3/6/02 - Pet Therapy

Little furry friends like rabbits and guinea pigs make great pets for most of us. If you have pets like these they usually stay in a cage, but it's what these animals can do outside the cage that makes them so special. It's called pet therapy and the goal is simple, making people feel better.

A pig and a goat? Usually they're just in petting zoos or on farms, but now they're making trips to health care facilities. Wednesday, a "zoo on wheels" came to Sikeston Healthcare, to give residents a different kind of therapy, one that makes the day go by faster. Sikeston Healthcare Administrator Kim Morgan says, "Studies show that when you can make an institution more home like, plants, pets, or those type of things, that's the best environment for residents, so that's what we're trying to do."

Hazel Bailey has lived in the facility for four years. The animals make her remember her cat, Mickie, she had to give away when she moved out of her home. Bailey says, "I like all animals. I think they're pretty, don't you? It's nice to have animals around here." Morgan says, "A lot of the residents have lived here for 20 to 30 years, this is their home, they don't have much family. We have developmentally disabled, mentally ill, mentally retarded here and the staff here is their family."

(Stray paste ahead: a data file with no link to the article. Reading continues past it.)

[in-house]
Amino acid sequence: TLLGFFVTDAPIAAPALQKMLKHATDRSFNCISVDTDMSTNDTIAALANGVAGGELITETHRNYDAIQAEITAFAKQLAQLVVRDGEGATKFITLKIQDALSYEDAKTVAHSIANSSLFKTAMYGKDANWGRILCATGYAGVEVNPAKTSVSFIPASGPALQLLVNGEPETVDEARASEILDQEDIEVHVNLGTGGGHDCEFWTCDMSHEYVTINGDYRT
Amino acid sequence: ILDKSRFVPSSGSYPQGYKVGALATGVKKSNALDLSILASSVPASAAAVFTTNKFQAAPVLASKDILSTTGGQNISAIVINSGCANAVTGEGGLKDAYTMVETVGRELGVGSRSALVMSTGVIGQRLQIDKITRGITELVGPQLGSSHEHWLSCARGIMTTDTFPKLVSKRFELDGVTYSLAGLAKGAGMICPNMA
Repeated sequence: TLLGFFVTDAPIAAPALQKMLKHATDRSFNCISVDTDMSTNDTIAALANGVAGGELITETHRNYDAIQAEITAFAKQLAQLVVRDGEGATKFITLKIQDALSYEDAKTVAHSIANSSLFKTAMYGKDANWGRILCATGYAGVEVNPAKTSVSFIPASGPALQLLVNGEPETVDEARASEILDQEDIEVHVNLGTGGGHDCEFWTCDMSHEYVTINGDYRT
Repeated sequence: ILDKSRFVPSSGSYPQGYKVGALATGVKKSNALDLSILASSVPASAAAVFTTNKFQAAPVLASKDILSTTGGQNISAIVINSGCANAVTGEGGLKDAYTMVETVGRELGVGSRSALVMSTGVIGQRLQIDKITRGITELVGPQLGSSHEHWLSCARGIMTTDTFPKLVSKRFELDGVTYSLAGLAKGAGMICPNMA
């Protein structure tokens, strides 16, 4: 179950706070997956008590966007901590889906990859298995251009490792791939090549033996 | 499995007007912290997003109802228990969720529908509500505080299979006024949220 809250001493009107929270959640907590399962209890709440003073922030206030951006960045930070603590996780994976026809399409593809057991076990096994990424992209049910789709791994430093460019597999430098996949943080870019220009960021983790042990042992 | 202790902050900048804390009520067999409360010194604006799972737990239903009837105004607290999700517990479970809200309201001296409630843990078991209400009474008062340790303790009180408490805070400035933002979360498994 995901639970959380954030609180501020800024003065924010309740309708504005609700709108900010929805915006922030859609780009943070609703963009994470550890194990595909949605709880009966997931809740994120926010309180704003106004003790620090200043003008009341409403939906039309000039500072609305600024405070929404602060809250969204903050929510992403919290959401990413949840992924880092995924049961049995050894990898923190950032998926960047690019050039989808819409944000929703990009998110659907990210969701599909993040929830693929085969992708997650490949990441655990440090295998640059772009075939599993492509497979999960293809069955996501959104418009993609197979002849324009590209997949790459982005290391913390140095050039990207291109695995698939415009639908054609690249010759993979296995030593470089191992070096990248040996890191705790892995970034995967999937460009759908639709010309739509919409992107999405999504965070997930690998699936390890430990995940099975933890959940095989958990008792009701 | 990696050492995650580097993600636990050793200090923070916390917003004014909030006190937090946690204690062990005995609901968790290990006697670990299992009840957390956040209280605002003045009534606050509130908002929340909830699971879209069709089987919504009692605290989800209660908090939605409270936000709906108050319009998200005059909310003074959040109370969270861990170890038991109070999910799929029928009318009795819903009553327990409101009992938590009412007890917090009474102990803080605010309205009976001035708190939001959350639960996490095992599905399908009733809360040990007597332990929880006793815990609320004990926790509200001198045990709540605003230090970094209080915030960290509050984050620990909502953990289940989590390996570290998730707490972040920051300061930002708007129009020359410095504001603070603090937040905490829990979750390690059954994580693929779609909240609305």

Even though the pets were only at Sikeston Healthcare for about thirty minutes, the impression, and therapy they gave to the residents will last much longer. All it takes is the smiles on the residents' faces to figure that out. "Pure joy, ecstatic, they love the contact," Morgan says. "It's just something they don't get to do often, it's something therapeutic for them."

Pet therapy is a growing trend across the Heartland. Other healthcare facilities and some Heartland hospitals have pet therapy days.